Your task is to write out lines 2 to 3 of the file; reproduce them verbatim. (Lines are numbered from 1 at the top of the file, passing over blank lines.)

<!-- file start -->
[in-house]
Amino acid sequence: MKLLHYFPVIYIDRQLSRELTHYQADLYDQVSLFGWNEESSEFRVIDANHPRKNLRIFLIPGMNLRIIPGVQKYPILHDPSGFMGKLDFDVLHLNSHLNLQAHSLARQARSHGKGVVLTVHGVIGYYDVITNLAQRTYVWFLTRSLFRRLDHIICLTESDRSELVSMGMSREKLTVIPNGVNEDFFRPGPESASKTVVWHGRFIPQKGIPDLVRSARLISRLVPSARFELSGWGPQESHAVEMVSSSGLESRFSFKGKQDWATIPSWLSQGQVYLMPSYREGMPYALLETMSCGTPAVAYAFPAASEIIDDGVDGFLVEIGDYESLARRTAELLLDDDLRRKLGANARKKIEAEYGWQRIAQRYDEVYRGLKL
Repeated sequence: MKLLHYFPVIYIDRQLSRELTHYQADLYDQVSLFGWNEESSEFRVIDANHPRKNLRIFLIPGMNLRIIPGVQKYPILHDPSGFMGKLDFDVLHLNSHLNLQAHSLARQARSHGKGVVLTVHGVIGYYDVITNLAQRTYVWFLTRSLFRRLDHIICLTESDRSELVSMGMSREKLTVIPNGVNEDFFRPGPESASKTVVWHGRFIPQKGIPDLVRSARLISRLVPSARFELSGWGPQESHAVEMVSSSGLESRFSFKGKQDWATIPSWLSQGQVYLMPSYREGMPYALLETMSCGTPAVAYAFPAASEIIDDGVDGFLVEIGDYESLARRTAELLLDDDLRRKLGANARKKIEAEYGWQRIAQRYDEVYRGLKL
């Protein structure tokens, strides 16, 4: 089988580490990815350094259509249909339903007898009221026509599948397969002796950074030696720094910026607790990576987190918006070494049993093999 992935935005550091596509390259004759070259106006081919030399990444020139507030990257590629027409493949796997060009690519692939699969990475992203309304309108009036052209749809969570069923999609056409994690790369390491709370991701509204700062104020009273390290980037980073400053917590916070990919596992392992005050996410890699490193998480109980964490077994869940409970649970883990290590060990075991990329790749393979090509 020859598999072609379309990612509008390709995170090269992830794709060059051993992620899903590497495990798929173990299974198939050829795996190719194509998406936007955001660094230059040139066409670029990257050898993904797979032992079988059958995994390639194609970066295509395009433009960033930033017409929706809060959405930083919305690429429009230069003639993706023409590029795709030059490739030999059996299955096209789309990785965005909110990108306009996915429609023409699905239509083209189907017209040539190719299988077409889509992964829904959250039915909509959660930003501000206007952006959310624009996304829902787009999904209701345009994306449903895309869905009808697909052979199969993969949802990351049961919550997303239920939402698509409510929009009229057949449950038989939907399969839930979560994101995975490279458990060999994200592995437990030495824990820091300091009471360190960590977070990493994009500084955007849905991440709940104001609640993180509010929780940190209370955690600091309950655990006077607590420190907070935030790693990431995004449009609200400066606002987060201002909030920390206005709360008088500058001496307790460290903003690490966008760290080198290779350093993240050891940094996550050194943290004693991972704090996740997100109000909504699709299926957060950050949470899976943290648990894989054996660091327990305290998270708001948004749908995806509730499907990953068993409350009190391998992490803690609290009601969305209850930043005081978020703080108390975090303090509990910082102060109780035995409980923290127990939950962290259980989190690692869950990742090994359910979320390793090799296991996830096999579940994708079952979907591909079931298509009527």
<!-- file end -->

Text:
Amino acid sequence: MKLLHYFPVIYIDRQLSRELTHYQADLYDQVSLFGWNEESSEFRVIDANHPRKNLRIFLIPGMNLRIIPGVQKYPILHDPSGFMGKLDFDVLHLNSHLNLQAHSLARQARSHGKGVVLTVHGVIGYYDVITNLAQRTYVWFLTRSLFRRLDHIICLTESDRSELVSMGMSREKLTVIPNGVNEDFFRPGPESASKTVVWHGRFIPQKGIPDLVRSARLISRLVPSARFELSGWGPQESHAVEMVSSSGLESRFSFKGKQDWATIPSWLSQGQVYLMPSYREGMPYALLETMSCGTPAVAYAFPAASEIIDDGVDGFLVEIGDYESLARRTAELLLDDDLRRKLGANARKKIEAEYGWQRIAQRYDEVYRGLKL
Repeated sequence: MKLLHYFPVIYIDRQLSRELTHYQADLYDQVSLFGWNEESSEFRVIDANHPRKNLRIFLIPGMNLRIIPGVQKYPILHDPSGFMGKLDFDVLHLNSHLNLQAHSLARQARSHGKGVVLTVHGVIGYYDVITNLAQRTYVWFLTRSLFRRLDHIICLTESDRSELVSMGMSREKLTVIPNGVNEDFFRPGPESASKTVVWHGRFIPQKGIPDLVRSARLISRLVPSARFELSGWGPQESHAVEMVSSSGLESRFSFKGKQDWATIPSWLSQGQVYLMPSYREGMPYALLETMSCGTPAVAYAFPAASEIIDDGVDGFLVEIGDYESLARRTAELLLDDDLRRKLGANARKKIEAEYGWQRIAQRYDEVYRGLKL